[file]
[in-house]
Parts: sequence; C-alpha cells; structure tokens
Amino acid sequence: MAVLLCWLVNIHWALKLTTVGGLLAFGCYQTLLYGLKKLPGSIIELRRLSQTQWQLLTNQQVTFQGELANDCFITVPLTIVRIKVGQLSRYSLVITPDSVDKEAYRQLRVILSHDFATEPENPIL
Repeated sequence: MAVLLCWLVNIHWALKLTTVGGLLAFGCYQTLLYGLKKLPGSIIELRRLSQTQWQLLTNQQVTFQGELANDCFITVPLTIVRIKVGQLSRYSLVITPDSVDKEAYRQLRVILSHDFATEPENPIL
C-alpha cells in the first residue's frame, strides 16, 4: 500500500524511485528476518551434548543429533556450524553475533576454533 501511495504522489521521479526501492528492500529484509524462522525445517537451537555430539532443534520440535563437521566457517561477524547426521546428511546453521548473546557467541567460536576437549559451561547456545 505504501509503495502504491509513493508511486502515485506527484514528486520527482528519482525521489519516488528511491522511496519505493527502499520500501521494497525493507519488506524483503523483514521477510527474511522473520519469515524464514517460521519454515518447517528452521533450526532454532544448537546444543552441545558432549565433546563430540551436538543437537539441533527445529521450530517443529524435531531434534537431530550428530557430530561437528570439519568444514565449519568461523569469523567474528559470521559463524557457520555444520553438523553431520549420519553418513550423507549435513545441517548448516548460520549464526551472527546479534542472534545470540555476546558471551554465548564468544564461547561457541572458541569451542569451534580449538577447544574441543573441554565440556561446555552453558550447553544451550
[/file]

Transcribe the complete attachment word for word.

[in-house]
Parts: sequence; C-alpha cells; structure tokens
Amino acid sequence: MAVLLCWLVNIHWALKLTTVGGLLAFGCYQTLLYGLKKLPGSIIELRRLSQTQWQLLTNQQVTFQGELANDCFITVPLTIVRIKVGQLSRYSLVITPDSVDKEAYRQLRVILSHDFATEPENPIL
Repeated sequence: MAVLLCWLVNIHWALKLTTVGGLLAFGCYQTLLYGLKKLPGSIIELRRLSQTQWQLLTNQQVTFQGELANDCFITVPLTIVRIKVGQLSRYSLVITPDSVDKEAYRQLRVILSHDFATEPENPIL
C-alpha cells in the first residue's frame, strides 16, 4: 500500500524511485528476518551434548543429533556450524553475533576454533 501511495504522489521521479526501492528492500529484509524462522525445517537451537555430539532443534520440535563437521566457517561477524547426521546428511546453521548473546557467541567460536576437549559451561547456545 505504501509503495502504491509513493508511486502515485506527484514528486520527482528519482525521489519516488528511491522511496519505493527502499520500501521494497525493507519488506524483503523483514521477510527474511522473520519469515524464514517460521519454515518447517528452521533450526532454532544448537546444543552441545558432549565433546563430540551436538543437537539441533527445529521450530517443529524435531531434534537431530550428530557430530561437528570439519568444514565449519568461523569469523567474528559470521559463524557457520555444520553438523553431520549420519553418513550423507549435513545441517548448516548460520549464526551472527546479534542472534545470540555476546558471551554465548564468544564461547561457541572458541569451542569451534580449538577447544574441543573441554565440556561446555552453558550447553544451550